On Tuesday, J&J, one of the companies working on the HIV vaccine announced that it had fully enrolled one phase 1/2a trial. It has recruited 400 volunteers from South Africa, Rwanda, Uganda, Thailand, and the US for this trial.

The company on also said it had started enrolling a second phase 1/2a trial. The vaccine will be given as a series of injections over the course of a year. The goal of these earlier trials will be to figure out if the vaccine is safe, and if so, what’s the best way to administer the vaccine.

Right now, Stoffels said, it’s too early to predict what an HIV vaccine would look like: It could be just one set of shots you get at one point in your life, or it is possible you might need follow-up booster shorts later down the line.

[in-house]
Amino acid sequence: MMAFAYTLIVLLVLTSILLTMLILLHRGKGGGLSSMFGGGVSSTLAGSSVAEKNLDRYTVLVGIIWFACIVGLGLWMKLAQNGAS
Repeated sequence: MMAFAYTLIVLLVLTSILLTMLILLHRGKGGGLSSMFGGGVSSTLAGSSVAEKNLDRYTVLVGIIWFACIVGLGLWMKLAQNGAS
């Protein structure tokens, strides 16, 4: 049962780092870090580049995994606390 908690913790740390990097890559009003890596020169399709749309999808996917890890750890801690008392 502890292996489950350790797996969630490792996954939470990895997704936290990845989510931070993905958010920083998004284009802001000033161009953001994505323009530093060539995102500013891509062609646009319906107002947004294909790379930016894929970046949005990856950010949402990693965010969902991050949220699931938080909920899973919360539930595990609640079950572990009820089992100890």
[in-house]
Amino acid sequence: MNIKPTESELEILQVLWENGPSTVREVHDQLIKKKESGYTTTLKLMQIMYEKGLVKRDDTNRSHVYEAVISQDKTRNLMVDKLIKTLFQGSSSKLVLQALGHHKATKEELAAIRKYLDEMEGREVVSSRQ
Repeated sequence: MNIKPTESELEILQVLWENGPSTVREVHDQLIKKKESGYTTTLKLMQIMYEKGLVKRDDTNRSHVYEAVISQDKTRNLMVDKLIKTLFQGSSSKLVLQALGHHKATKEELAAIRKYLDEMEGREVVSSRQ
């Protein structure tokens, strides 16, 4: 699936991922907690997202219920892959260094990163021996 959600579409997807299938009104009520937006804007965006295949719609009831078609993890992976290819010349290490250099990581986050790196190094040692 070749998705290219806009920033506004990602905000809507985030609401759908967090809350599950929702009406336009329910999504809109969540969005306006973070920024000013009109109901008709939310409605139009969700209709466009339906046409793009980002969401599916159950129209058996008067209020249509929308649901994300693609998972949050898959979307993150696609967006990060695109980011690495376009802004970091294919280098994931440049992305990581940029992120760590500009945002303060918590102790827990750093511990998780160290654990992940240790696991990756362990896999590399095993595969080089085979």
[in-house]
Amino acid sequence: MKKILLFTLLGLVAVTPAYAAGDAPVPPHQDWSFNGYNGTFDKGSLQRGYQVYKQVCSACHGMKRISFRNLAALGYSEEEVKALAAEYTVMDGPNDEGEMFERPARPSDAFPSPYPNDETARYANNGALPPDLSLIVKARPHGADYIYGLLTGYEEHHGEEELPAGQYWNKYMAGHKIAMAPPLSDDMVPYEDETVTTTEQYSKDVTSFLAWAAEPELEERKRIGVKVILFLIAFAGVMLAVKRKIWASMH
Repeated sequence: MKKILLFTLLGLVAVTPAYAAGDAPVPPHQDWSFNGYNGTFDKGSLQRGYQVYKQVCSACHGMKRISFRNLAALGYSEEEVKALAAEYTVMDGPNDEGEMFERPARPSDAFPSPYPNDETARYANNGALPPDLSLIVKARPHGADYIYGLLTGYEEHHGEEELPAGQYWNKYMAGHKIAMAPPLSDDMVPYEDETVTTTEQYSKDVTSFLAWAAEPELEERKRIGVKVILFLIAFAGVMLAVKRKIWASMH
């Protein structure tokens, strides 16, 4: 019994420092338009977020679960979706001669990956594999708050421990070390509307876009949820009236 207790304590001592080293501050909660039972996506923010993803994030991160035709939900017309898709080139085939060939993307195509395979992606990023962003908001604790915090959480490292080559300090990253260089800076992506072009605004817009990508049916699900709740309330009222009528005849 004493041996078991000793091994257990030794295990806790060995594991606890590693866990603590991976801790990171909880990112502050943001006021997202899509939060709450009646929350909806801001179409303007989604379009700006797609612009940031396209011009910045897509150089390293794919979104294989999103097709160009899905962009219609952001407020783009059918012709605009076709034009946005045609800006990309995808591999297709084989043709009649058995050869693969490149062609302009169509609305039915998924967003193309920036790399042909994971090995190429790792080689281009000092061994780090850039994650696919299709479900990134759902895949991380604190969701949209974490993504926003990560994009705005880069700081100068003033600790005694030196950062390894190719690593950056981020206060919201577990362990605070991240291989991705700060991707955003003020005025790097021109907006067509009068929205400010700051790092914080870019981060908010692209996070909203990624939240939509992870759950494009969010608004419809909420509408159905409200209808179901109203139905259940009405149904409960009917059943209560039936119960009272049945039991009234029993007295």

“That would take more research, to figure out if years from now would we have to boost,” he said. “It’s not impossible, but at the moment, it’s too early to predict.”

For now, the important thing is to keep plugging away at these earlier-stage trials that will judge the vaccines’ safety and tolerability as well as its ability to provoke an immune response. If that works out, companies can begin to think about what a late-stage trial that gears up for an approval will look like.